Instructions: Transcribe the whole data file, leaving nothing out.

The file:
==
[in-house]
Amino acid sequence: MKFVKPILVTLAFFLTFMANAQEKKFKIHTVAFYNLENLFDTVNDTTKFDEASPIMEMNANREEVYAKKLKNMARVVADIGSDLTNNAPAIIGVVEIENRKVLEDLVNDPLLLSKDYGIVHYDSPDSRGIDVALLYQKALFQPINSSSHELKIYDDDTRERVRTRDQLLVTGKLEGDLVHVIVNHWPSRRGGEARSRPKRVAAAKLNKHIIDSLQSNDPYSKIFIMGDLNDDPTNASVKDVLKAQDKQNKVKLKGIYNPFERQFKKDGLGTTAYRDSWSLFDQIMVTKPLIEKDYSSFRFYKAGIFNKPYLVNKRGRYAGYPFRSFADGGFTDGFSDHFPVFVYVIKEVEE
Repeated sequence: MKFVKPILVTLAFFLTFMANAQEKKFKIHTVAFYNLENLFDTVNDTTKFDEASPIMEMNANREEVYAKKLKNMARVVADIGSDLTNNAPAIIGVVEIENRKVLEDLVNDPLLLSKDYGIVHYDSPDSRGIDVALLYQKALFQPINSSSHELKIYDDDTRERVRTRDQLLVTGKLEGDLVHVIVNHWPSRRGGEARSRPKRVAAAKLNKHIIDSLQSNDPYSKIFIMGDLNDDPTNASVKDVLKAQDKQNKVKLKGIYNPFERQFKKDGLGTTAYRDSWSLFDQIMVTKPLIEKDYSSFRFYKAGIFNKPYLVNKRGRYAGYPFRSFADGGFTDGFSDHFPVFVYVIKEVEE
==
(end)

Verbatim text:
[in-house]
Amino acid sequence: MKFVKPILVTLAFFLTFMANAQEKKFKIHTVAFYNLENLFDTVNDTTKFDEASPIMEMNANREEVYAKKLKNMARVVADIGSDLTNNAPAIIGVVEIENRKVLEDLVNDPLLLSKDYGIVHYDSPDSRGIDVALLYQKALFQPINSSSHELKIYDDDTRERVRTRDQLLVTGKLEGDLVHVIVNHWPSRRGGEARSRPKRVAAAKLNKHIIDSLQSNDPYSKIFIMGDLNDDPTNASVKDVLKAQDKQNKVKLKGIYNPFERQFKKDGLGTTAYRDSWSLFDQIMVTKPLIEKDYSSFRFYKAGIFNKPYLVNKRGRYAGYPFRSFADGGFTDGFSDHFPVFVYVIKEVEE
Repeated sequence: MKFVKPILVTLAFFLTFMANAQEKKFKIHTVAFYNLENLFDTVNDTTKFDEASPIMEMNANREEVYAKKLKNMARVVADIGSDLTNNAPAIIGVVEIENRKVLEDLVNDPLLLSKDYGIVHYDSPDSRGIDVALLYQKALFQPINSSSHELKIYDDDTRERVRTRDQLLVTGKLEGDLVHVIVNHWPSRRGGEARSRPKRVAAAKLNKHIIDSLQSNDPYSKIFIMGDLNDDPTNASVKDVLKAQDKQNKVKLKGIYNPFERQFKKDGLGTTAYRDSWSLFDQIMVTKPLIEKDYSSFRFYKAGIFNKPYLVNKRGRYAGYPFRSFADGGFTDGFSDHFPVFVYVIKEVEE